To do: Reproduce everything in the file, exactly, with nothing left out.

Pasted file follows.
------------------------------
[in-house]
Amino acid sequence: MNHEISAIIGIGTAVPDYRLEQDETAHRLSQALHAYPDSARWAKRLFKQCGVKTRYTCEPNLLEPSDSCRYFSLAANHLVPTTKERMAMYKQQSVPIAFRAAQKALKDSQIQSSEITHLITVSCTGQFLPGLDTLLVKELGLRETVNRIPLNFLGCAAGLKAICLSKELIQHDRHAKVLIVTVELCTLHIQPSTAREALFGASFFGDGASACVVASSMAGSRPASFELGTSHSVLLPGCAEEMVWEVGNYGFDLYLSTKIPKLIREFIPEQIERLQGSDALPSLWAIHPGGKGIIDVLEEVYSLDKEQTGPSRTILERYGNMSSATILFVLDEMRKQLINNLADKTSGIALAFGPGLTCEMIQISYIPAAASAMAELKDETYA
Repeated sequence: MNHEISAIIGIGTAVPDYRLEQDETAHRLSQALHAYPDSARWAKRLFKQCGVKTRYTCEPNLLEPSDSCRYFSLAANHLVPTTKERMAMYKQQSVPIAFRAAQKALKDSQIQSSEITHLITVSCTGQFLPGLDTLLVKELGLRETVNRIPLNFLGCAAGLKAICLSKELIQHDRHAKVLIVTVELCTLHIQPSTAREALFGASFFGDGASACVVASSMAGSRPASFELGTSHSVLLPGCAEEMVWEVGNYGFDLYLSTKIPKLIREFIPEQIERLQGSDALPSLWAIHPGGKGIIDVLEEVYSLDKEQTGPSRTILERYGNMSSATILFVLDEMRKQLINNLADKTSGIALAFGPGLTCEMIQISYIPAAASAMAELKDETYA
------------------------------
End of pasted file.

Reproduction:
[in-house]
Amino acid sequence: MNHEISAIIGIGTAVPDYRLEQDETAHRLSQALHAYPDSARWAKRLFKQCGVKTRYTCEPNLLEPSDSCRYFSLAANHLVPTTKERMAMYKQQSVPIAFRAAQKALKDSQIQSSEITHLITVSCTGQFLPGLDTLLVKELGLRETVNRIPLNFLGCAAGLKAICLSKELIQHDRHAKVLIVTVELCTLHIQPSTAREALFGASFFGDGASACVVASSMAGSRPASFELGTSHSVLLPGCAEEMVWEVGNYGFDLYLSTKIPKLIREFIPEQIERLQGSDALPSLWAIHPGGKGIIDVLEEVYSLDKEQTGPSRTILERYGNMSSATILFVLDEMRKQLINNLADKTSGIALAFGPGLTCEMIQISYIPAAASAMAELKDETYA
Repeated sequence: MNHEISAIIGIGTAVPDYRLEQDETAHRLSQALHAYPDSARWAKRLFKQCGVKTRYTCEPNLLEPSDSCRYFSLAANHLVPTTKERMAMYKQQSVPIAFRAAQKALKDSQIQSSEITHLITVSCTGQFLPGLDTLLVKELGLRETVNRIPLNFLGCAAGLKAICLSKELIQHDRHAKVLIVTVELCTLHIQPSTAREALFGASFFGDGASACVVASSMAGSRPASFELGTSHSVLLPGCAEEMVWEVGNYGFDLYLSTKIPKLIREFIPEQIERLQGSDALPSLWAIHPGGKGIIDVLEEVYSLDKEQTGPSRTILERYGNMSSATILFVLDEMRKQLINNLADKTSGIALAFGPGLTCEMIQISYIPAAASAMAELKDETYA